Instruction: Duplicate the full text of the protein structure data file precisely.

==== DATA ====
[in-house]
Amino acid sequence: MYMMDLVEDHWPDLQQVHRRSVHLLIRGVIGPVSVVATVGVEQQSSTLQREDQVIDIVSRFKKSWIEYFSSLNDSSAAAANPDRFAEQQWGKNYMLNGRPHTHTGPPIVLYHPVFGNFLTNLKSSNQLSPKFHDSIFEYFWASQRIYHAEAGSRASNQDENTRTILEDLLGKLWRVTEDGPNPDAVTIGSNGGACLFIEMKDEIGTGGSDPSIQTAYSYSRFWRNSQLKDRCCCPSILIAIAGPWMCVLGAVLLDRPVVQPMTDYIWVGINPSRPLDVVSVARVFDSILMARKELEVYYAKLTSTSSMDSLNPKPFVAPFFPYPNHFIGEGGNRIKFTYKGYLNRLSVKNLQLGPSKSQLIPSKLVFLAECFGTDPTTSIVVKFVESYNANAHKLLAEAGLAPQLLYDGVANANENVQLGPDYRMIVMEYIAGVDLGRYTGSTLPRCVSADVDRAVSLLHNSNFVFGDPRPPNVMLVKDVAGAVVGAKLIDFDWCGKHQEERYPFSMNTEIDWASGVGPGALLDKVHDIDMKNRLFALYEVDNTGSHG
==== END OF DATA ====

[in-house]
Amino acid sequence: MYMMDLVEDHWPDLQQVHRRSVHLLIRGVIGPVSVVATVGVEQQSSTLQREDQVIDIVSRFKKSWIEYFSSLNDSSAAAANPDRFAEQQWGKNYMLNGRPHTHTGPPIVLYHPVFGNFLTNLKSSNQLSPKFHDSIFEYFWASQRIYHAEAGSRASNQDENTRTILEDLLGKLWRVTEDGPNPDAVTIGSNGGACLFIEMKDEIGTGGSDPSIQTAYSYSRFWRNSQLKDRCCCPSILIAIAGPWMCVLGAVLLDRPVVQPMTDYIWVGINPSRPLDVVSVARVFDSILMARKELEVYYAKLTSTSSMDSLNPKPFVAPFFPYPNHFIGEGGNRIKFTYKGYLNRLSVKNLQLGPSKSQLIPSKLVFLAECFGTDPTTSIVVKFVESYNANAHKLLAEAGLAPQLLYDGVANANENVQLGPDYRMIVMEYIAGVDLGRYTGSTLPRCVSADVDRAVSLLHNSNFVFGDPRPPNVMLVKDVAGAVVGAKLIDFDWCGKHQEERYPFSMNTEIDWASGVGPGALLDKVHDIDMKNRLFALYEVDNTGSHG